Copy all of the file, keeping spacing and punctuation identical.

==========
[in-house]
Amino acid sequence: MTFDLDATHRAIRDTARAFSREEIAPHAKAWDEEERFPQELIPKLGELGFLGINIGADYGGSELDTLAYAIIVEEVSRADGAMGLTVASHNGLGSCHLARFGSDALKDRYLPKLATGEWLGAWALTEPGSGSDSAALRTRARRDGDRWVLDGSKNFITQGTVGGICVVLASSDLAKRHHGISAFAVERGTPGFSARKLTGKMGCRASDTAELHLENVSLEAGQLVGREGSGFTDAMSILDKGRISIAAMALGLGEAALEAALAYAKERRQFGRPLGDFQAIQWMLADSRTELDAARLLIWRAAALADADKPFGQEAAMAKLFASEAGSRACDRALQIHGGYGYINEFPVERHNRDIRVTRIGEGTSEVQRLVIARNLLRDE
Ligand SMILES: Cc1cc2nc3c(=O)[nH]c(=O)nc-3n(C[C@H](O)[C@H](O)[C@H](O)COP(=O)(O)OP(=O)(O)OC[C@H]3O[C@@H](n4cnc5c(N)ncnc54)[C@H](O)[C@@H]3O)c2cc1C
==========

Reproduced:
[in-house]
Amino acid sequence: MTFDLDATHRAIRDTARAFSREEIAPHAKAWDEEERFPQELIPKLGELGFLGINIGADYGGSELDTLAYAIIVEEVSRADGAMGLTVASHNGLGSCHLARFGSDALKDRYLPKLATGEWLGAWALTEPGSGSDSAALRTRARRDGDRWVLDGSKNFITQGTVGGICVVLASSDLAKRHHGISAFAVERGTPGFSARKLTGKMGCRASDTAELHLENVSLEAGQLVGREGSGFTDAMSILDKGRISIAAMALGLGEAALEAALAYAKERRQFGRPLGDFQAIQWMLADSRTELDAARLLIWRAAALADADKPFGQEAAMAKLFASEAGSRACDRALQIHGGYGYINEFPVERHNRDIRVTRIGEGTSEVQRLVIARNLLRDE
Ligand SMILES: Cc1cc2nc3c(=O)[nH]c(=O)nc-3n(C[C@H](O)[C@H](O)[C@H](O)COP(=O)(O)OP(=O)(O)OC[C@H]3O[C@@H](n4cnc5c(N)ncnc54)[C@H](O)[C@@H]3O)c2cc1C